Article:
S.D. air-medical EMS now carrying whole blood
Black Hills Life Flight becomes the first in the state to have its aircraft carrying whole blood
Rapid City Journal
RAPID CITY, S.D. — All four Black Hills Life Flight aircraft, located in Rapid City and Hot Springs, are proud to announce that they now carry and can administer whole blood onboard every air medical transport.
Black Hills Life Flight is the first and only community-based air ambulance service in the state with this capability. Having whole blood aboard their helicopters and fixed-wing plane allows their industry-leading trauma clinicians to provide additional life-saving care when every minute counts.
Every unit of whole blood provides red blood cells, platelets, plasma, and clotting factors for superior outcomes for patients suffering from trauma or hemorrhagic shock. It is particularly valuable in rural areas where there may be limited access to donated blood. Since Black Hills Life Flight carries its own blood supply, its clinicians can administer it in-flight while preserving the receiving hospital’s stock.
The crews previously carried only packed red blood cells and plasma, and are excited to now carry whole blood which delivers oxygen around the body more effectively.
“For flight team members like me who respond to scene calls and rural hospitals, the ability to carry whole blood is a game changer,” said Jennifer Zettl, a flight nurse with Black Hills Life Flight. “Many small hospitals only carry one or two units of packed red blood cells and frequently do not have access to plasma, cryoprecipitate, or platelets. Being able to arrive with whole blood can be the difference between life and death.”
Zettl described a recent experience when she arrived at a rural hospital to transport a patient with a condition that easily leads to hemorrhagic shock. The hospital staff had already transfused the three units of packed red blood cells they had on hand. The doctor was relieved to hear the crew had whole blood on board their aircraft. The clinicians administered it in flight through their warmer, and by the time they arrived at the receiving medical facility the patient was much improved.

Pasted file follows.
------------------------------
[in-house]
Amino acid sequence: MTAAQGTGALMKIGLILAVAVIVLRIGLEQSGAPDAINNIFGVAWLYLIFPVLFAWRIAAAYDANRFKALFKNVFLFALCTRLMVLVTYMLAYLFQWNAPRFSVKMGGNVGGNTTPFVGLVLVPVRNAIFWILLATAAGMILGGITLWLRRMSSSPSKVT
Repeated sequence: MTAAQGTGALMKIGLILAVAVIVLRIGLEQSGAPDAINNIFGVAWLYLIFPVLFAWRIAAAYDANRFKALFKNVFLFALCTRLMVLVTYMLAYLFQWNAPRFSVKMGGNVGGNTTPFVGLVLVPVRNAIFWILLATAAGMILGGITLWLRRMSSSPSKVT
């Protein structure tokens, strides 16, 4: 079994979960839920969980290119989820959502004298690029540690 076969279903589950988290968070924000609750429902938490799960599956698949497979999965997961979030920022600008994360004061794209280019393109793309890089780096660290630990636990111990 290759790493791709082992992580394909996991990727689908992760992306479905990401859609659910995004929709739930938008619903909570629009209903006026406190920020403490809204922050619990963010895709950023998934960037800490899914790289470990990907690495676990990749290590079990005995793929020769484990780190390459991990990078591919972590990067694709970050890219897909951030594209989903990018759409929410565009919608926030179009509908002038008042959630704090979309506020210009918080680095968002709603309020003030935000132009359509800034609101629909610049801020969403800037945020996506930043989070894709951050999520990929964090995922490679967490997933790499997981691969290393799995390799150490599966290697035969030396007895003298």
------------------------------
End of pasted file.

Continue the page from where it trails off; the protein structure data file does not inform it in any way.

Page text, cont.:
A recent study published in the Journal of the American College of Surgeons found that whole blood transfusions improve the 30-day survival rate of patients suffering from hemorrhagic shock by 60 percent. The earlier patients receive whole blood, the better their outcomes, showing the significance of pre-hospital transfusion. Moderately to severely injured patients, including those with head injuries, particularly benefit from whole blood transfusions.
“The ability to carry whole blood on board means the people of the Black Hills area have access to a critical lifesaving intervention,” said Darryl Crown, account executive with Air Methods, the leading air medical service provider in the nation and the parent company of Black Hills Life Flight. “With all of the outdoor activity and curving mountain roads in this area, whole blood is ideal for the type of injuries we see.”
The benefits of administering whole blood were accentuated during World War I and in the early stages of World War II. According to the National Institutes of Health, the ability to separate blood into its different components was developed in 1940, and it became more common to administer blood products due, in part, to the improved ability to store them. However, blood components don’t carry oxygen as well as whole blood, and during the wars in Afghanistan and Iraq the military brought whole blood transfusion back into favor. Doctors found that using warm whole blood allowed trauma patients to recover faster and live longer. Additionally, using universal, low-titer O blood is not only safe in both children and adults, but it also eliminates the time needed to test patients for blood type when every minute counts in an emergency.
All Black Hills Life Flight clinicians have at least three years of experience in an emergency or intensive care setting before joining a flight crew. They receive ongoing advanced training, and every nurse and paramedic has access to Air Methods Ascend, an in-person and online training program that allows clinicians to perform at the top of their licensure. Air Methods Ascend is available to medical personnel across the country.